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JINX reply on RECUR, DEFINE, ...

> Recursion for me (and most of the MIT-Scheme people) is a
> property of a process, not a feature of the particular syntax with
> which it was expressed.

We agree that the distinction between process and program is
fundamental.  But RECUR (Mitch's comment that RECURSE isn't English is
well taken) is at least expressive of the program (and has the
pedagogic virtue of emphasizing that program recursion expresses both
recursion and iteration of processes).  Local recursion (or iteration)
is too fundamental to be subsumed by LET, which expresses local
binding, *not* recursion (or iteration).  

We like Mitch's LABEL suggestion much better than named LET, but prefer

> SET! has too many connotations of side effects and I'm not willing
> to accept it as the primary definition mechanism.
> I don't view definition as a side effect.  Its interactive
> implementation involves one, in the same way that the interpreted
> implementation of LETREC involve side effects, only because we don't
> know how to do it any better...
> Purists in MIT-Scheme advocate for DEFINE to signal an error when
> attempting to redefine an already existing identifier in a given
> environment...

Your thorough justification of MIT's rationale is appreciated.  If
DEFINE could not be used to redefine existing bindings, we would have no
problem with it.  If the standard said that some systems may not permit
such redefinitions, we'd feel better about DEFINE being essential.
(Though most systems would allow redefinitions to ease reloading, as
you indicated.)

Your analogy with LETREC is not as close as you make it seem, for all
code within the scope of a LETREC is known at compile time, and the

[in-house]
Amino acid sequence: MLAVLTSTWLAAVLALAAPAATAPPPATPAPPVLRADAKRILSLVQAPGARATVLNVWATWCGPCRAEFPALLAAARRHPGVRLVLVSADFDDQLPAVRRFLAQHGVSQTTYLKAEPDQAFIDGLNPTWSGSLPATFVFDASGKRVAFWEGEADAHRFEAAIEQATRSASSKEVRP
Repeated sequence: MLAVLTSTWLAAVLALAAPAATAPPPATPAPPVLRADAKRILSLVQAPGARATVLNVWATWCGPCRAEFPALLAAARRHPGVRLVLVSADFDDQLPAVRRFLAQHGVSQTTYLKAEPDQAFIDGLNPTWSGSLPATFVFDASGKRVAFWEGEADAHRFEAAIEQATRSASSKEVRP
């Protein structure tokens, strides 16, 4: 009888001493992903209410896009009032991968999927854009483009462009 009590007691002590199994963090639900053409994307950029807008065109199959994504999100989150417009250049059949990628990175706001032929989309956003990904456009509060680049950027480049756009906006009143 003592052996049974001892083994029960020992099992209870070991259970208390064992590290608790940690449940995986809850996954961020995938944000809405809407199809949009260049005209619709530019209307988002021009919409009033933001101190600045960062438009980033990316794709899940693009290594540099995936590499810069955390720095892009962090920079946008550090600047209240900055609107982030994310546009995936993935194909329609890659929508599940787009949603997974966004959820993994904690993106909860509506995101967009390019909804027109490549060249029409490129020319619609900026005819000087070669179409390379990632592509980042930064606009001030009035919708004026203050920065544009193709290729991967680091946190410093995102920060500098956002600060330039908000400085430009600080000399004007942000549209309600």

same is not true for top level bindings.  (This is also the root of the
problem we have with the use of DEFINE as a substitute for LETREC.)
LETREC bindings are always new, never mutations of existing bindings.

> I'm willing to accept them in the standard as long as the CELL type
> is not required to be disjoint from PAIR (in the same way that
> CHARACTER is not required to be disjoint from STRING or INTEGER)...
> If they are adopted I suggest the following names:
> (MAKE-CELL VALUE) returns a CELL object with initial content VALUE.
> (CELL-CONTENT CELL) returns the content of cell CELL.
> (SET-CELL-CONTENT! CELL NEW-VALUE) makes the new content of CELL be

We don't mind lack of disjointness.  The names you propose are better
than none at all, but not our favorites (here we go again...); we use
them a lot (sometimes more than explicit cons cells) and would like
shorter names.  BOX and REF have the advantage that UNBOX and DEREF
make sense, and SET-{CELL|BOX|REF}! is enough for mutation.  We don't

We know everyone has had about enough of these name debates, but they have
served the useful purpose of clarifying our rationales.  We appreciate
Johnathan's restatement of the principle that if we can not agree after
making our rationales clear, then the standard should try to avoid
mentioning the points of contention.  This indicates that neither named
LET nor RECUR be mentioned.  DEFINE could stay, since that seems to be
the concensus, but it would be nice if its redefinition capability were